Turkey openly concerned about returning ‘jihadists’

Imran Khan analyses Ankara’s worries over its citizens fighting in Iraq and Syria in his weekly blog on security issues.

Forensic officers work at the scene of a bomb blast in Istanbul
On January 6, a woman who crossed the border ‎from Syria blew herself up in Istanbul [Reuters]

In the last few days, two separate reports have begun to circulate in the Turkish media about the the countries concern over its citizens fighting in Iraq and Syria.

Pan-Arab newspaper Asharq Al-Awsat and local publications carried a report on Wednesday that claims to be based on a leaked intelligence document from the police worried that those who return could form sleeper cells and attack Western targets.

In Turkey, the fact that there is reporting on this issue suggests that concern is rising.

Turkish sources have poured scorn on the accuracy of the report, suggesting that it might be part of a strategy to discredit the government and the role it plays within the Syrian conflict.

‎However, Turkey has been hit as a direct result of the crisis in Syria. On January 6, a woman who crossed the border ‎from Syria blew herself up in Istanbul. In the days after the blast, the foreign minister said that at least 700 of its citizens were fighting in the country.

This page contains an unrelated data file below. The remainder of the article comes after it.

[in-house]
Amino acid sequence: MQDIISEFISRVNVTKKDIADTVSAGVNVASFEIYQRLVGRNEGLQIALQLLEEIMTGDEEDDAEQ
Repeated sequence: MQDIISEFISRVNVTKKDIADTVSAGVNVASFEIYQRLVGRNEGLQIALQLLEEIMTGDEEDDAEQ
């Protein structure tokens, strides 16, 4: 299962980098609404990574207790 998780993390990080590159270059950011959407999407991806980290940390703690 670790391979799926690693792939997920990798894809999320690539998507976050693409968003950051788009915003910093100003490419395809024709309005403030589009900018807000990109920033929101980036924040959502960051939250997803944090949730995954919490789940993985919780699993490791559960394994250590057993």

Turkish policy

What Turkey has done so far is strike an informal bargain with the Turkish citizens going to fight.

It – without any formal or informal contact with groups like the Islamic State in Iraq and the Levant – suggested that Turkey wouldn’t crackdown on them or facilitate Turkish territory to attack the group.

It’s a common tactic. It means that Turkey has avoided any ISIL reprisals on it’s territory.

But things are changing. Increasingly, the two groups that have the largest number of Turkish fighters – according to reports – are Jabhat Al-Nusra and ISIL.

However, those two groups are under pressure and are becoming desperate. There isn’t the kind of centralised leadership that, particularly in ISIL, there used to be.

Abu Bakr Al-Baghdadi hasn’t been seen publicly since his appearance at a mosque in the Iraqi city of Mosul in July.

Since then, coalition airstrikes have killed several of his inner leadership and, according to Western diplomatic sources, he is increasingly decentralising control of the group.

That may well prove problematic for Turkey, as without clear leadership, what is to stop an angry young Turk from strapping on a suicide bomb and hitting a Western embassy in Ankara?

And that’s what seems to be driving Turkish concerns over those fighters coming back.

The question for Turkey now is: What policy will they implement to prevent attacks at home?

Already Western consulates and embassies across Turkey have increased security and are taking the threat seriously.

Source: Al Jazeera